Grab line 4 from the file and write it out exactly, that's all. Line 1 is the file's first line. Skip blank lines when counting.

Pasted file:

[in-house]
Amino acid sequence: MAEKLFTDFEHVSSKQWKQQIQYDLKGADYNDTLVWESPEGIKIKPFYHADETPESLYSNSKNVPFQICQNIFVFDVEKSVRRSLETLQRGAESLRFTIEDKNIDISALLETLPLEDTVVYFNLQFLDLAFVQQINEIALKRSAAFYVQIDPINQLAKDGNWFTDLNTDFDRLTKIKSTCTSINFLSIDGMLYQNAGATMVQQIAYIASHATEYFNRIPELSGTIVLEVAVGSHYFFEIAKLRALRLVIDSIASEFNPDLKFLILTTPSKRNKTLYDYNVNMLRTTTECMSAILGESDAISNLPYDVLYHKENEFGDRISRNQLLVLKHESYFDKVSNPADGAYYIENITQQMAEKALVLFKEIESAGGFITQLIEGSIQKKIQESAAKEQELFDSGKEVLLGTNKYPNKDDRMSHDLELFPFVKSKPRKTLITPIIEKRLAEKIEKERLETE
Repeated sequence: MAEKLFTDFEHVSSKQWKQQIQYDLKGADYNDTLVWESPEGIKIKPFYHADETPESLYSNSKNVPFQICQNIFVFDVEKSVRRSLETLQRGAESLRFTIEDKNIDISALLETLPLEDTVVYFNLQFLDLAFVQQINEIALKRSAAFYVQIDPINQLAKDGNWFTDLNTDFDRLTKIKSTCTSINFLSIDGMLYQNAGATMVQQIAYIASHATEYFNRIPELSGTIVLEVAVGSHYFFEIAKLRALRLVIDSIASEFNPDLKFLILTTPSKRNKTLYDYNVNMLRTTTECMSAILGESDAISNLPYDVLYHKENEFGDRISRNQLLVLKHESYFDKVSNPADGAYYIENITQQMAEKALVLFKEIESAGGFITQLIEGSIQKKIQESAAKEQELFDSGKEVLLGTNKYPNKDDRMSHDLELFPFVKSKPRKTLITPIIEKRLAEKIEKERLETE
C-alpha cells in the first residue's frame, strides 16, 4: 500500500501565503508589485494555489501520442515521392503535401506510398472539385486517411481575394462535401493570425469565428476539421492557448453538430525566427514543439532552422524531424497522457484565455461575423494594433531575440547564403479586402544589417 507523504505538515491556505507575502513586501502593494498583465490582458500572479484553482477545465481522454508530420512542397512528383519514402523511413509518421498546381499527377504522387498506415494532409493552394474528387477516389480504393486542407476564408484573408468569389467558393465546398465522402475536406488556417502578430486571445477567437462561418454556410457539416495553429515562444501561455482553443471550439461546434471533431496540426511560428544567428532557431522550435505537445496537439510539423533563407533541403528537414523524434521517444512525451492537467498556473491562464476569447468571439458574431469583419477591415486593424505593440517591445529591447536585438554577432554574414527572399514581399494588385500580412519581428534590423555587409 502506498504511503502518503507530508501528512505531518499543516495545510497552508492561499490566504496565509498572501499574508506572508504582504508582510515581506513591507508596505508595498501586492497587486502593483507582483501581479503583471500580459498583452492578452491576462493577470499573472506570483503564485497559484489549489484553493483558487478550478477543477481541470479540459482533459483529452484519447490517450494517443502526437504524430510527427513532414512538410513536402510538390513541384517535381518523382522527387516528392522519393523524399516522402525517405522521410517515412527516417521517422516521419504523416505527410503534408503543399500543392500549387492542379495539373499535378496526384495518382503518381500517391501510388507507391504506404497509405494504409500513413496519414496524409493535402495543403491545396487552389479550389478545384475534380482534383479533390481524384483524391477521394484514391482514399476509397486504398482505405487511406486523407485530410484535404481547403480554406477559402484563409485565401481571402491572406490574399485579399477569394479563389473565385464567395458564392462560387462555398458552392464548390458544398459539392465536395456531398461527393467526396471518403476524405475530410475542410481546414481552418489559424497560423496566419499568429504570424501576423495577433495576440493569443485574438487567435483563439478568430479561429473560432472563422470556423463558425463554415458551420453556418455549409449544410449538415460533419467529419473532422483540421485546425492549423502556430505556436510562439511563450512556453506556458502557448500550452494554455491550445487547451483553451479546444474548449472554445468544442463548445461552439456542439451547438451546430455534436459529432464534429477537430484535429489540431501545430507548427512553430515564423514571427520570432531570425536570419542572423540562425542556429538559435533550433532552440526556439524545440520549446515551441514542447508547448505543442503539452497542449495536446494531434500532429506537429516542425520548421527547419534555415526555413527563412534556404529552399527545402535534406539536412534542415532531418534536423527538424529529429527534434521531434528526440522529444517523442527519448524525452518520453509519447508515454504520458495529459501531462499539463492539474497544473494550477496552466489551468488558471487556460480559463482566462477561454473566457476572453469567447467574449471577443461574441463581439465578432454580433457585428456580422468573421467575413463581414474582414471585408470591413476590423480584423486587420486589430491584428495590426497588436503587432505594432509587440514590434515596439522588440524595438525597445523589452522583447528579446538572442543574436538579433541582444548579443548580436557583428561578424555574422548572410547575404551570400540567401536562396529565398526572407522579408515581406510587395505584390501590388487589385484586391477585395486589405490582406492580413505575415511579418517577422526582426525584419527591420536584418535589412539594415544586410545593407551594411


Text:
C-alpha cells in the first residue's frame, strides 16, 4: 500500500501565503508589485494555489501520442515521392503535401506510398472539385486517411481575394462535401493570425469565428476539421492557448453538430525566427514543439532552422524531424497522457484565455461575423494594433531575440547564403479586402544589417 507523504505538515491556505507575502513586501502593494498583465490582458500572479484553482477545465481522454508530420512542397512528383519514402523511413509518421498546381499527377504522387498506415494532409493552394474528387477516389480504393486542407476564408484573408468569389467558393465546398465522402475536406488556417502578430486571445477567437462561418454556410457539416495553429515562444501561455482553443471550439461546434471533431496540426511560428544567428532557431522550435505537445496537439510539423533563407533541403528537414523524434521517444512525451492537467498556473491562464476569447468571439458574431469583419477591415486593424505593440517591445529591447536585438554577432554574414527572399514581399494588385500580412519581428534590423555587409 502506498504511503502518503507530508501528512505531518499543516495545510497552508492561499490566504496565509498572501499574508506572508504582504508582510515581506513591507508596505508595498501586492497587486502593483507582483501581479503583471500580459498583452492578452491576462493577470499573472506570483503564485497559484489549489484553493483558487478550478477543477481541470479540459482533459483529452484519447490517450494517443502526437504524430510527427513532414512538410513536402510538390513541384517535381518523382522527387516528392522519393523524399516522402525517405522521410517515412527516417521517422516521419504523416505527410503534408503543399500543392500549387492542379495539373499535378496526384495518382503518381500517391501510388507507391504506404497509405494504409500513413496519414496524409493535402495543403491545396487552389479550389478545384475534380482534383479533390481524384483524391477521394484514391482514399476509397486504398482505405487511406486523407485530410484535404481547403480554406477559402484563409485565401481571402491572406490574399485579399477569394479563389473565385464567395458564392462560387462555398458552392464548390458544398459539392465536395456531398461527393467526396471518403476524405475530410475542410481546414481552418489559424497560423496566419499568429504570424501576423495577433495576440493569443485574438487567435483563439478568430479561429473560432472563422470556423463558425463554415458551420453556418455549409449544410449538415460533419467529419473532422483540421485546425492549423502556430505556436510562439511563450512556453506556458502557448500550452494554455491550445487547451483553451479546444474548449472554445468544442463548445461552439456542439451547438451546430455534436459529432464534429477537430484535429489540431501545430507548427512553430515564423514571427520570432531570425536570419542572423540562425542556429538559435533550433532552440526556439524545440520549446515551441514542447508547448505543442503539452497542449495536446494531434500532429506537429516542425520548421527547419534555415526555413527563412534556404529552399527545402535534406539536412534542415532531418534536423527538424529529429527534434521531434528526440522529444517523442527519448524525452518520453509519447508515454504520458495529459501531462499539463492539474497544473494550477496552466489551468488558471487556460480559463482566462477561454473566457476572453469567447467574449471577443461574441463581439465578432454580433457585428456580422468573421467575413463581414474582414471585408470591413476590423480584423486587420486589430491584428495590426497588436503587432505594432509587440514590434515596439522588440524595438525597445523589452522583447528579446538572442543574436538579433541582444548579443548580436557583428561578424555574422548572410547575404551570400540567401536562396529565398526572407522579408515581406510587395505584390501590388487589385484586391477585395486589405490582406492580413505575415511579418517577422526582426525584419527591420536584418535589412539594415544586410545593407551594411